Updated: Feb 19, 2021
I couldn’t breathe. I felt as if I submerged under water and I couldn’t catch my breath.
I remember the idea of never seeing my children again, and thinking of my husband remarrying...
I was 30 years old but my lungs were failing. I saw my doctor about four times over a span of two months and every time he directed me to a steroid pack.
The weirdest thing about steroids is they make you crave fried chicken. Specifically Popeyes. (This could just be my experience, but I’ve heard this from some of my friends as well.)
So I was on steroid pack after steroid pack to help my breathing, I also was gaining weight after losing all my baby weight the year prior.
I just didn’t feel like myself anymore.
It was April 2020 and the pandemic reached the United States. My doctor was concerned I became ill with COVID and my lungs had become damaged.
I didn’t know what was happening but I did know that I felt horrible. It was often hard to breathe and I constantly felt like I had the flu.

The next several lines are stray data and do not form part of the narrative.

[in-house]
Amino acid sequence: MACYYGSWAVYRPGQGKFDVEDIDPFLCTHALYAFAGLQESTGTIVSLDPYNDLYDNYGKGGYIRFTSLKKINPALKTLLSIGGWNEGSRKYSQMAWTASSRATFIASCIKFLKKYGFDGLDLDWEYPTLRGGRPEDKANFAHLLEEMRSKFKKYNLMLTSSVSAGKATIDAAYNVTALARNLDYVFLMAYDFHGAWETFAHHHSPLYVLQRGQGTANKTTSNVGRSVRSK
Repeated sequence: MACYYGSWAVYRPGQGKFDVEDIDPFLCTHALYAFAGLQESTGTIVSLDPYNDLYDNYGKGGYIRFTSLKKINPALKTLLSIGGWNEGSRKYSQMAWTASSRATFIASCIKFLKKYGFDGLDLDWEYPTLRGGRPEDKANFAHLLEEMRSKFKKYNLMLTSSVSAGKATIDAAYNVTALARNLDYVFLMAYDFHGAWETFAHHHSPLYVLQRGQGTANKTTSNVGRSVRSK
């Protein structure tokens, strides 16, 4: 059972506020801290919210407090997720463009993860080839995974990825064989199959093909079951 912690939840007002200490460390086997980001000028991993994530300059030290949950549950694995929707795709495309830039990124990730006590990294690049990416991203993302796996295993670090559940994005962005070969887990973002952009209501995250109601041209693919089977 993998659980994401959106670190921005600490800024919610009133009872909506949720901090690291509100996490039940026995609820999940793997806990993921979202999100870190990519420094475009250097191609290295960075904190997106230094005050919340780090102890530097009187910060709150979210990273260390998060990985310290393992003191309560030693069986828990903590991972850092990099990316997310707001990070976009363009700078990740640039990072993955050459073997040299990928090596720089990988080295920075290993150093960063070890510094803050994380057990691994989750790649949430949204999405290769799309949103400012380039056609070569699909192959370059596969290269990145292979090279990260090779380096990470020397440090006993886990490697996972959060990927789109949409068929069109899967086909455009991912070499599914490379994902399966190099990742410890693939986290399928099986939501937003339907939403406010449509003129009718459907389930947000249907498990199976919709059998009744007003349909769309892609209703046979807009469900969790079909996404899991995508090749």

Six months & three ER visits later I met a pulmonary doctor, and an asthma specialist.
Thinking they were going to give me an allergy shot and a sticker, I was stunned to learn they believed I had a rare auto-immune disease called Churg-Strauss. Also known as EGPA.
What the heck..?
I visibly remember my doctor telling me that my lungs were testing at a 80 year old women’s level and I could possibly get very ill or die if I got COVID.
That is when my life changed. After a year of trying to figure what was happening to my body, I couldn’t comprehend it.
After receiving the diagnosis, I am slowly learning how to manage my new health, my new life. I am not going to lie, it began with fear.
Lots of fear.
What if...What if I die, What if I get COVID, what if I can’t work?
Now, my biggest question is what if I leave this earth without really living how I dreamed to live.
To live freely, faithfully & courageously.
My health has drastically changed, I miss the moments I could just put my headphones on and run out the door for a jog.
I miss the moments that a cough didn’t scare me into hiding at home for two days. And I am allowing myself to miss it, but I am not allowing myself to hide behind the fear.